Unnecessary care = unnecessary expense
Every day I see a new article about the high costs of health care.
A new study suggests that in a single year, up to 42 percent of Medicare patients got at least one medical procedure they didn’t need — overtreatment that cost as much as $8 billion.
Use of [Mohs] surgery has skyrocketed in the United States — over 400 percent in a little over a decade — to the point that last summer Medicare put it at the top of its … Continue reading
More outbreaks of preventable diseases
Always disturbing to me are the news stories about outbreaks of deadly, crippling diseases—pertussis, measles, polio—that can be safely and effectively prevented by vaccination.
The most recent measles outbreak is in Ohio.
The Ohio outbreak, like ongoing outbreaks in California and elsewhere, has been linked to unvaccinated travelers bringing the measles virus back from countries where the disease remains common. In Ohio, all of the cases have been among the Amish, health officials say. The outbreak began after Amish missionaries returned from the Philippines. The Philippines is experiencing a large, ongoing measles outbreak with
… Continue reading
A bad drug deal
I’ve been following the release of the new pain drug Zohydro with some interest.
In October 2013 Zogenix, a pharmaceutical company, received FDA approval for its “new”* extended-release hydrocodone capsule, Zohydro (Zogenix + hydrocodone—get it?).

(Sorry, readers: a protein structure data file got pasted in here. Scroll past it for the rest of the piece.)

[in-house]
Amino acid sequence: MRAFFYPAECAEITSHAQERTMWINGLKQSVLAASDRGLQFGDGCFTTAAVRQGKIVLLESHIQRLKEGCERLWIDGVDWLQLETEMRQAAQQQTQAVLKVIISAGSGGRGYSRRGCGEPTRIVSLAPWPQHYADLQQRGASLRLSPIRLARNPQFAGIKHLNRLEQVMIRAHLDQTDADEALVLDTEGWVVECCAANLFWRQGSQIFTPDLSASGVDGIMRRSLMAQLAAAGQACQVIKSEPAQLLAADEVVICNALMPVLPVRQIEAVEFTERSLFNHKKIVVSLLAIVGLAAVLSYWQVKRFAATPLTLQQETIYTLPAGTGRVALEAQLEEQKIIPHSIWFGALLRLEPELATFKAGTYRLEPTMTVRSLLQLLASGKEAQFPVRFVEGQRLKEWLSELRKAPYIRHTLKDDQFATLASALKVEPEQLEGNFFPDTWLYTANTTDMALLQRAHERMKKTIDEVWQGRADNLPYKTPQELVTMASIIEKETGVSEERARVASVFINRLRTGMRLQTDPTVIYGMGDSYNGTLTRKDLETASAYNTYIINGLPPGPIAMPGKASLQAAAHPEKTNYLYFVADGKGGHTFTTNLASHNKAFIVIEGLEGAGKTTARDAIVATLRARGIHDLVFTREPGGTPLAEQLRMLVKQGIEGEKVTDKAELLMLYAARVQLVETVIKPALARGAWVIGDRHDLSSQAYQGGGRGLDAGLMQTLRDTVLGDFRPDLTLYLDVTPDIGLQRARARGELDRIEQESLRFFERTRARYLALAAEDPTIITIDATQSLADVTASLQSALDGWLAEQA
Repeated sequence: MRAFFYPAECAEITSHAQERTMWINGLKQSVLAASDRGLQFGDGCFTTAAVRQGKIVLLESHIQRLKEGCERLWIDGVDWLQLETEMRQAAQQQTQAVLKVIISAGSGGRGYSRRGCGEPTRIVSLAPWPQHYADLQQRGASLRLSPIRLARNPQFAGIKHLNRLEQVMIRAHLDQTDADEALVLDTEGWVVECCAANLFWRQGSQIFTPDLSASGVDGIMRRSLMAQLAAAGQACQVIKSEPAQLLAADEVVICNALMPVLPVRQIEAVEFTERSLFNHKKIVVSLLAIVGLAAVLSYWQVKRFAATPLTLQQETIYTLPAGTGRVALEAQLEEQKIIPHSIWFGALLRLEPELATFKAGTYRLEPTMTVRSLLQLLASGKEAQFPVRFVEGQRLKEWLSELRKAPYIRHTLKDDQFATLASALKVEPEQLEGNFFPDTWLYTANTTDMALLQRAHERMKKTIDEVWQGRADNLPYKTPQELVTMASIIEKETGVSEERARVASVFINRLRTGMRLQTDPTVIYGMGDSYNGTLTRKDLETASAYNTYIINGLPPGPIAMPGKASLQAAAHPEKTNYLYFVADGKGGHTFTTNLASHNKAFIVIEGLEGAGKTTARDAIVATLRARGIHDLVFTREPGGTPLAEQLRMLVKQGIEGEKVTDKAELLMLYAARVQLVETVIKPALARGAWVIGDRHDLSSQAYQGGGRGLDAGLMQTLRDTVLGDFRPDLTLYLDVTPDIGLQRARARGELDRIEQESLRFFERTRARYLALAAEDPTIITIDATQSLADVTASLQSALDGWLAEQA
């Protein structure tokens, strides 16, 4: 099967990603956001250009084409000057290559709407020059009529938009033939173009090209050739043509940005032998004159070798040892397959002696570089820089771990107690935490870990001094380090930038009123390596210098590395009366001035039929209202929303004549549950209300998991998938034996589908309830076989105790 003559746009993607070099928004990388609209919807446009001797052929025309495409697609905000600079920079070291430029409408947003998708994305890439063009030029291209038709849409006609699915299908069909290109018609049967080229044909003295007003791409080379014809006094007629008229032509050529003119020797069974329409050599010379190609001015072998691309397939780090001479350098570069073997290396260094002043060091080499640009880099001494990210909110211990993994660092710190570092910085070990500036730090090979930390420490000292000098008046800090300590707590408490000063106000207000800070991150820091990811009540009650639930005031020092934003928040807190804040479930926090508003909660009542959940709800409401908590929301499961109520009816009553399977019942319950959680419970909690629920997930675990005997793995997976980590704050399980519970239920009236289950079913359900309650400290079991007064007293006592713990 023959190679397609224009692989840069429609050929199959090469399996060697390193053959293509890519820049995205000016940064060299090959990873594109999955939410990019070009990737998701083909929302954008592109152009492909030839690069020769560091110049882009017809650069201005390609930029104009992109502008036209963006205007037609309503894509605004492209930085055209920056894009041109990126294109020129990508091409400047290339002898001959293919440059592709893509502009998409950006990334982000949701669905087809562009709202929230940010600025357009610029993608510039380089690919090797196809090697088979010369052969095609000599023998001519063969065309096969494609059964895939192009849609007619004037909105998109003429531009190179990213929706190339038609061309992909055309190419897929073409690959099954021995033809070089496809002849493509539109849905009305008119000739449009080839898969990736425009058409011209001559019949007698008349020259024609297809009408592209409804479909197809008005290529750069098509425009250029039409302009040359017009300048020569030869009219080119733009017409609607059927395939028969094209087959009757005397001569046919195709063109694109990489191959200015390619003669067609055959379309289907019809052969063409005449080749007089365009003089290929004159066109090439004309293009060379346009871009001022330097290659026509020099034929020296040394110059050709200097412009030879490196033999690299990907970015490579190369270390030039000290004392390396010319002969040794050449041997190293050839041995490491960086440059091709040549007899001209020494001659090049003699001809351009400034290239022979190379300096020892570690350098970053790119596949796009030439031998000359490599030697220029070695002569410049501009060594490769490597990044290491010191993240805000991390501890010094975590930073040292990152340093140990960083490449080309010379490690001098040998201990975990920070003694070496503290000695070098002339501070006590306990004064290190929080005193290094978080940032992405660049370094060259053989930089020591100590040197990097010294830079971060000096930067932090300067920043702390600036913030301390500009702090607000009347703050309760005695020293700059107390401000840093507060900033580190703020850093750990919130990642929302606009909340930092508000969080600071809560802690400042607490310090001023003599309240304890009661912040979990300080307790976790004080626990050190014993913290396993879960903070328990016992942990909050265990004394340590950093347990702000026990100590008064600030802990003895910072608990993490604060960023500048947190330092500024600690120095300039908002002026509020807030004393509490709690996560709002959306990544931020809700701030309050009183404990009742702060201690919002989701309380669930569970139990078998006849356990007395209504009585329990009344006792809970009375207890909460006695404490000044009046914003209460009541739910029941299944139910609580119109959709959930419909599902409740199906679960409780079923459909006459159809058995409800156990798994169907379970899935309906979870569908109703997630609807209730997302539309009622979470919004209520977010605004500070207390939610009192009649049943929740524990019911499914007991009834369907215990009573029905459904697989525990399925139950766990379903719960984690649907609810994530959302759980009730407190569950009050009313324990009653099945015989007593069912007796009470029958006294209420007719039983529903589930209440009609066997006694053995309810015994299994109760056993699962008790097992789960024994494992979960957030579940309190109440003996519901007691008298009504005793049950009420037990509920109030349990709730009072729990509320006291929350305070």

My first thought was, “I wonder what that will cost?” (Answer: A lot)
My second thought was, “Do we really need another highly addictive, deadly, opioid drug that will easily make it’s way into the wrong hands?” (Answer: No, we do not! These drugs are already responsible for more deaths every year than illegal drugs.)
So I was interested to see … Continue reading
What is too much medicine and why is it bad?
I’ve talked about it before: Health care costs are crazy high; the cost of insurance is increasing to meet those costs; and more patients than ever are being harmed by the treatment that is supposed to help them.
The overuse of medical care is directly responsible, and increased patient (consumer) awareness is needed to help turn this trend around.
Reading The Treatment Trap: How the Overuse of Medical Care is Wrecking Your Health and What You Can Do to Prevent It by Rosemary Gibson and Janardan Prasad Singh would be … Continue reading
Educating patients and doctors
I’m a big fan of the Choosing Wisely® campaign sponsored by the ABIM Foundation, a non-profit group established by the American Board of Internal Medicine.
Why? Because the campaign’s objective is to reduce the number of unnecessary and potentially harmful (not to mention expensive) medical procedures being done in the US.
Choosing Wisely® aims to promote conversations between physicians and patients by helping patients choose care that is:
- Supported by evidence
- Not duplicative of other tests or procedures already received
- Free from harm
- Truly necessary
In response to this challenge, national organizations representing medical specialists